Water, water, everywhere—and everywhere else
Water is probably the most taken for granted, the most desired and the most overpriced commodity in America. There! I said it. Do you want water with your meal? Would like a slice of lemon? Would you prefer bottled water? The waitress asks this as she takes your order. Or better yet, she just brings a glass of pure, clear water without asking. A friend, recently returning from Europe said she didn't make the mistake twice of asking for water. She was brought a bottle of water and a side of sneer.
I would love to shake the hand of the first guy who said, “Hey, you know what we ought to bottle and sell? Water! Every person in America can get this in abundance, right from their tap, but hey, I bet they’d pay two bucks to buy it! Yeah, and in Las Vegas, where they run bathtubs and jacuzzis full of it? We can sell it for 4 dollars a bottle!”
I mean, that is salesmanship. It’s easy to sell rights to water in the desert, but what about selling water when you have it everywhere?
I live on a river, next to a creek (we call it a “crick,”) next to a pond. Some are saying the water levels are down right now, and while, yes, especially in our sudden heat wave, they are, we still have plenty of water. I am not worried that our well is going to run dry, or even be contaminated. I don't think about this at 2 a.m. when I'm praying through lists.
Since we live in the rural area, we have our own well and we pay to have it “softened.” It tastes like pure rust without the softener. We can always tell when the softener is low on salt. Now, with so many people anemic or with low iron, you’d think this would be a good thing, to have natural iron in the water. But unless you have ever tasted “iron water,” you probably don’t know what you’re talking about. Yeeck. (But it is possible to get used to it.)
On the other hand, I think the softened water is kind of tasteless, and it takes forever to wash shampoo and conditioner out of my hair. Back before we softened our water, I thought I had strawberry RED blonde hair, but now I’m discovering maybe I don’t! Weird, but true (and it throws my whole clothes' colors off—wow!) I may actually be a “cool” blonde like my Scandinavian mother, after all. Instead of wearing spring or autumn colors, maybe I should wear summer or winter colors?? Wow. Another topic entirely (I'm master of the rabbit trails. Understand, I'm a born Warren--and they, the rabbits, live in warrens...)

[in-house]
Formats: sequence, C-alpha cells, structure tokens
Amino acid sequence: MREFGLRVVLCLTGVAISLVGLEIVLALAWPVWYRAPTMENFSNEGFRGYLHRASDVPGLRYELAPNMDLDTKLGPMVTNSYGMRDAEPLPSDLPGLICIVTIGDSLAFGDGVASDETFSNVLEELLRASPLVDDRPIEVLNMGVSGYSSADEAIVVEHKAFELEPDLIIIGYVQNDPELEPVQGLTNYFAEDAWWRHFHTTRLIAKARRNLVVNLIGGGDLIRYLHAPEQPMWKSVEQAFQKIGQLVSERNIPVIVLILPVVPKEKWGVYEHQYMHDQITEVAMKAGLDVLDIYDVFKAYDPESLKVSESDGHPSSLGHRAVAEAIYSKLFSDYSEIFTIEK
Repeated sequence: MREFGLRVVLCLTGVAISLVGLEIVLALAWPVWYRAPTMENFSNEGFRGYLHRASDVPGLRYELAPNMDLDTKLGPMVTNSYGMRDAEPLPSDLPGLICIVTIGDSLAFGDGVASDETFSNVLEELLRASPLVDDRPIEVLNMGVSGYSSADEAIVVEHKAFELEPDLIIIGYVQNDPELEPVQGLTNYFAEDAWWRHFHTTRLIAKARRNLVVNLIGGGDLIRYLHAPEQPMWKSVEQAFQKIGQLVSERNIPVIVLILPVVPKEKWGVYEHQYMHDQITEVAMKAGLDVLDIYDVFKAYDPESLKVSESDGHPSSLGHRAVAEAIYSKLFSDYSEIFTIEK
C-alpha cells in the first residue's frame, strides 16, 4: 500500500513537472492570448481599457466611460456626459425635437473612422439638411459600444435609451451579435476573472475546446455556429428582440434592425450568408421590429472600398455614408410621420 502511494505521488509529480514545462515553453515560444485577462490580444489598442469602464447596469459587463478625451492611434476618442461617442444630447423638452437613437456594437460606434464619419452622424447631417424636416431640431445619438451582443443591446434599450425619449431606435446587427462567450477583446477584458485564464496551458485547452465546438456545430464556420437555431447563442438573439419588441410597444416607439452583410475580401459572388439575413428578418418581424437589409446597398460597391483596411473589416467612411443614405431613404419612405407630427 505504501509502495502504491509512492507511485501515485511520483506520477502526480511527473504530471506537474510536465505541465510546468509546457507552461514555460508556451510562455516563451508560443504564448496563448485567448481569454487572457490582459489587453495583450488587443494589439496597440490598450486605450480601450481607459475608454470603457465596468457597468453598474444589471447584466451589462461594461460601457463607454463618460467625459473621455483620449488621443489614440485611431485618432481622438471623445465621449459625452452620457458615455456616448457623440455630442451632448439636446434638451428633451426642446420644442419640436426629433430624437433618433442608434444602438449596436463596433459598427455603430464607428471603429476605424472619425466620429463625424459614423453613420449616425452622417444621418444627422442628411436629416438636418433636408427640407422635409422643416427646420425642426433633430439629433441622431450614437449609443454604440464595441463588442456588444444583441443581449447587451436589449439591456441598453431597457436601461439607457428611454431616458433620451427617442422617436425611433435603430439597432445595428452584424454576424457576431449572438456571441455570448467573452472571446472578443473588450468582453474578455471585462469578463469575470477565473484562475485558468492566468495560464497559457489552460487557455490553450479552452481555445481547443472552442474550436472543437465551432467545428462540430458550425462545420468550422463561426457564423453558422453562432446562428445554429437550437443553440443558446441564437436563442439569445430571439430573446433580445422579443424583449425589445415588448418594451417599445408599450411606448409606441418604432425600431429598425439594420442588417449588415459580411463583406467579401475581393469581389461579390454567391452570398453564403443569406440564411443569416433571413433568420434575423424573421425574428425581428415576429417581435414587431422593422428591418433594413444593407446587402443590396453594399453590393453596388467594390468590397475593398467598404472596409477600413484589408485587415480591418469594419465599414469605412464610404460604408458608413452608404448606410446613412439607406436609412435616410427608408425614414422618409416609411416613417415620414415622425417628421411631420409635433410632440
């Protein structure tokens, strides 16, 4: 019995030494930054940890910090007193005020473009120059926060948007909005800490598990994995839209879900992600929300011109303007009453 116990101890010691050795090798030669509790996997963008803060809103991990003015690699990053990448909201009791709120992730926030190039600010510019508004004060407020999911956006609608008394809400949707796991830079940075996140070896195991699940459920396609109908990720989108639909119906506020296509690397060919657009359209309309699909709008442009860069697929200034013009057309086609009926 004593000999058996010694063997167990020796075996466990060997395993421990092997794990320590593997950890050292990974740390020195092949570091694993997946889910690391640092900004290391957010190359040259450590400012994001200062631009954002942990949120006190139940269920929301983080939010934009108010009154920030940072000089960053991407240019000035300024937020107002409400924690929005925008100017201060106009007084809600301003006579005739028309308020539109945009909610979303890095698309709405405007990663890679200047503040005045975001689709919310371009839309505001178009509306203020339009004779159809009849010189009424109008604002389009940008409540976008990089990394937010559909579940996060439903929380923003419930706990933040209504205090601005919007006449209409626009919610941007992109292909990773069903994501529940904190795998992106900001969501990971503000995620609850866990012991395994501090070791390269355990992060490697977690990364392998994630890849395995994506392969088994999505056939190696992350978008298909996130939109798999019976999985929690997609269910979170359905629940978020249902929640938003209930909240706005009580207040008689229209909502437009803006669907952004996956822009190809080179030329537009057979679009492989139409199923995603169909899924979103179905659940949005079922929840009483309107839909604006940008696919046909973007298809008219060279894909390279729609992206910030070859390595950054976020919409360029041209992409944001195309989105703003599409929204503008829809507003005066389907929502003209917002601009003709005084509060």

I’ve had people actually turn down our offers of water and ice (we have an icemaker) because “it tastes funny.” I thought water was water, and if you are thirsty, you don’t turn it down. So, what did I do? Being hospitable (though much more Mary than Martha, I'm afraid,) I went out and bought-BOUGHT-a case of WATER to offer to guests. I’m not kidding you. Around here, except for our electricity bill (for the electric pump,) we get our water FOR FREE—and lots of it. I have beautiful faucets that just pour (with good pressure) lovely, abundant water every single time it is turned on. And I’m paying for bottled water and ice because a guest or two doesn’t like our water? Irony is what that is. (Not to mention I pay for the water softener. Sheesh. But that is because it discolors the porcelain.)
Which brings me to a point(there really is some sort of point here)—do we water down our messages just to please our readers (guests?) That is what I’m thinking about as I write. I’m thinking, do I buy into the tasteless popularity of a message just to satisfy an audience? (I want everyone to agree with me or give me an "Amen!")Or do I say, “Take this iron water, or leave it—and leave here?Whatever~!”
It is a dilemma (or how I say it—a de-lemon, dropping the “a.”) Oh, and I like my water with lime—straight from the tap. Hold the rust--but a little rust never hurt anything and riches up the blood.
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